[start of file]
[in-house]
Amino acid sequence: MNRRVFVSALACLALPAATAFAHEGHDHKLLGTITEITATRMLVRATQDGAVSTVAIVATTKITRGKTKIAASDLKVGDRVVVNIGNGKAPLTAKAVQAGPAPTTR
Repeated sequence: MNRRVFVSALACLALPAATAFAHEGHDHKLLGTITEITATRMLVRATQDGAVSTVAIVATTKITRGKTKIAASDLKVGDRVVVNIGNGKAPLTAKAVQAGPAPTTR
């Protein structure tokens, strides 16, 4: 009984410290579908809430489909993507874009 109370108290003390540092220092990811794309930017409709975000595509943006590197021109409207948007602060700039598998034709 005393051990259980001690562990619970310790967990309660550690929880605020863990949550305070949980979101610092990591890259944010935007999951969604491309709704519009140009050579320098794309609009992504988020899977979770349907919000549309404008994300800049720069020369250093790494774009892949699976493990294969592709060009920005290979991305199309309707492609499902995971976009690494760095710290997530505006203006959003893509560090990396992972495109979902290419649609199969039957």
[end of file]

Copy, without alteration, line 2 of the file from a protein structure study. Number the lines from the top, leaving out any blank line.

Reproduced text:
Amino acid sequence: MNRRVFVSALACLALPAATAFAHEGHDHKLLGTITEITATRMLVRATQDGAVSTVAIVATTKITRGKTKIAASDLKVGDRVVVNIGNGKAPLTAKAVQAGPAPTTR